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PROF. CLOSE WINS PRESIDENTIAL EARLY CAREER AWARD

Aero/Astro Asst. Prof. Sigrid Close has been named one of the 102 recipients of the 2013 Presidential Early Career Awards for Scientists and Engineers, the White House announced. It is the highest honor bestowed by the United States Government on science and engineering professionals in the early stages of their research careers.

"The impressive achievements of these early-stage scientists and engineers are promising indicators of even greater successes ahead," President Obama said. "We are grateful for their commitment to generating the scientific and technical advancements that will ensure America's global leadership for many years to come."

The annual awards, established by President Clinton in 1996, are coordinated by the Office of Science and Technology Policy within the Executive Office of the President. A White House press release indicated that thirteen government departments and agencies are invited to nominate "the most meritorious scientists and engineers whose early accomplishments show the greatest promise for assuring America's preeminence in science and engineering and contributing to the agencies' missions....Awardees are selected for their pursuit of innovative research at the frontier of science and technology and their commitment to community service as demonstrated through scientific leadership, public education, or community outreach."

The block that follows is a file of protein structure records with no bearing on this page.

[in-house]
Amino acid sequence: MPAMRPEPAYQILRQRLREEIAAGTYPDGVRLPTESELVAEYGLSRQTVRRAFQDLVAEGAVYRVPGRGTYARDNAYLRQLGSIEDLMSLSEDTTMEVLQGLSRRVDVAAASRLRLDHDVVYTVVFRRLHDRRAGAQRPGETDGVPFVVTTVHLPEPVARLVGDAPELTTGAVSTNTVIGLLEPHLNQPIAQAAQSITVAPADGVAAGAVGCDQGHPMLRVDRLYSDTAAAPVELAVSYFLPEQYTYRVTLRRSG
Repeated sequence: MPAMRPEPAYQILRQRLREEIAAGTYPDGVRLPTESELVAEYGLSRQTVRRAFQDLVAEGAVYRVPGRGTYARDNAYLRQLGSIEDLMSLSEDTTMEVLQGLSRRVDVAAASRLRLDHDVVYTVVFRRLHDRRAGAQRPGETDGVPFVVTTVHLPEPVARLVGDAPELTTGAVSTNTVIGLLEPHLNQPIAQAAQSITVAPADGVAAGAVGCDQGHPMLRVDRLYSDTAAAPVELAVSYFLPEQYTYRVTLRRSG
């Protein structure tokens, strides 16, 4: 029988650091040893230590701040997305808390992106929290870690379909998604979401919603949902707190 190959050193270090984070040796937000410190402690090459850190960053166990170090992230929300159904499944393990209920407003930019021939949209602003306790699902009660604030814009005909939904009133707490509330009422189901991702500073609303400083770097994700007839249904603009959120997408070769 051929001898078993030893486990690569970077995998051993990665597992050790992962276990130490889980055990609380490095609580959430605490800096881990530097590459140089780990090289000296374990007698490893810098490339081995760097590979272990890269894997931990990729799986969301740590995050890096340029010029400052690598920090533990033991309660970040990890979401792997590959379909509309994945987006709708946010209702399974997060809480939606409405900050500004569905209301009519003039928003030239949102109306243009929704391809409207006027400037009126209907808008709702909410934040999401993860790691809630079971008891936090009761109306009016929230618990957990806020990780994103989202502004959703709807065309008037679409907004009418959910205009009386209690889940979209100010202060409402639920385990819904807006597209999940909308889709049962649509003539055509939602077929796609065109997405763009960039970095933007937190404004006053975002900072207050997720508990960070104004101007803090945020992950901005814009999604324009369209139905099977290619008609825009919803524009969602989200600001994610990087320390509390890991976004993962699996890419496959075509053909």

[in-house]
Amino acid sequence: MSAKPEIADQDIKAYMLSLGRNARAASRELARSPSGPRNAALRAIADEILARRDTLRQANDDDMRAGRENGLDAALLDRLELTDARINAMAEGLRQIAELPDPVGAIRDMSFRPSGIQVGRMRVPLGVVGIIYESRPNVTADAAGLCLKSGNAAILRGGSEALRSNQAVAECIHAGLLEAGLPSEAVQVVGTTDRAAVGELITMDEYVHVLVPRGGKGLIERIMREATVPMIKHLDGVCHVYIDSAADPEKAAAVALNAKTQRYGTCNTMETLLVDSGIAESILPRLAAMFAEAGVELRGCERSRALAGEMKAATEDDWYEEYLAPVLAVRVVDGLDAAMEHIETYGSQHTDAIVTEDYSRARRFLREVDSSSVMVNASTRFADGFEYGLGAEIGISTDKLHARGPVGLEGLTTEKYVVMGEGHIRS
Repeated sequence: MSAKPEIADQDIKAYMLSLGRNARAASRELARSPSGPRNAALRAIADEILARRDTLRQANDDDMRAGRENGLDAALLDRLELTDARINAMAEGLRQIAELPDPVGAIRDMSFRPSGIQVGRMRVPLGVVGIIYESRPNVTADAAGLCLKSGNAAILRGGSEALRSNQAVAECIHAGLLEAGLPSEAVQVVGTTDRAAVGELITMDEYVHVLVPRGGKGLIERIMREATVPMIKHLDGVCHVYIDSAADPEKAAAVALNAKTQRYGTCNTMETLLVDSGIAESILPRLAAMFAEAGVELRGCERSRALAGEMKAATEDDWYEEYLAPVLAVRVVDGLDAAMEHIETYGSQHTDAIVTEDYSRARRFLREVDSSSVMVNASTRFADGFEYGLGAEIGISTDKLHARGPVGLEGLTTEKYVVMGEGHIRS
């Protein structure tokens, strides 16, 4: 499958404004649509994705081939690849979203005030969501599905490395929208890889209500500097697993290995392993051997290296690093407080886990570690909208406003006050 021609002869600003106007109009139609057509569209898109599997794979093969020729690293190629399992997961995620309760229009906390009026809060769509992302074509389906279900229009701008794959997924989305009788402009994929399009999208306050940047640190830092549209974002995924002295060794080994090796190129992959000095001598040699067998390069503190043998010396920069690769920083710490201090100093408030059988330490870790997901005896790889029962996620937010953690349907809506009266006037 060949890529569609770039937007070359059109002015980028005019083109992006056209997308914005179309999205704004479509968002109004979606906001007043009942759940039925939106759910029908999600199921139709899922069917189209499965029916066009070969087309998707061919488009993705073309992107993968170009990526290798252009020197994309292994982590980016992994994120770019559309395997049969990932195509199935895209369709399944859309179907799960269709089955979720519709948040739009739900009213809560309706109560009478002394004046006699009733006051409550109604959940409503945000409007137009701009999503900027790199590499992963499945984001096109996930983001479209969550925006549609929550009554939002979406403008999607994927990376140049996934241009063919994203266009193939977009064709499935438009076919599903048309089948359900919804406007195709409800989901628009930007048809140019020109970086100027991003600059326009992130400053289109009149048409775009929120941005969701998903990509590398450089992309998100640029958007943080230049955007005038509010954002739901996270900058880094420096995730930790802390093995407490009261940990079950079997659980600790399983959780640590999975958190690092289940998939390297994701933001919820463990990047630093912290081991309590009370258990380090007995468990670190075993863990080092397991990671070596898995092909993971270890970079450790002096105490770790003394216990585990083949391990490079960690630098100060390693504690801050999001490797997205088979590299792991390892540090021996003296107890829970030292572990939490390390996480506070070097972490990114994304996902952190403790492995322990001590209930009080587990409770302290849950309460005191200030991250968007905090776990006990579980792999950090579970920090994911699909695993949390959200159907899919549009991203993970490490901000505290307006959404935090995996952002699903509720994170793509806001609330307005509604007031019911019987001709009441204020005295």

Prof. Close was nominated by the National Science Foundation (NSF). She had won an NSF Early Development Program award to be used to extend her research in "meteor characterization using high-power large-aperture radar data." Her project combined "theory, numerical modeling, and observations of sporadic meteors and meteoroid plasmas in order to address fundamental questions regarding their origin and influence on the upper atmosphere." Subsequently, she won another Early Career Award, this one from the Department of Energy's Office of Fusion Energy Sciences to study the behaviors of plasmas created when tiny meteroroids and space debris are vaporized in hyervelocity collisions with spacecraft.

Prof. Close is currently teaching courses in Classical Dynamics and in Plasma Physics and Engineering. Her Space Environment and Satellite Systems Laboratory (SESS) studies how the space environment affects spacecraft.

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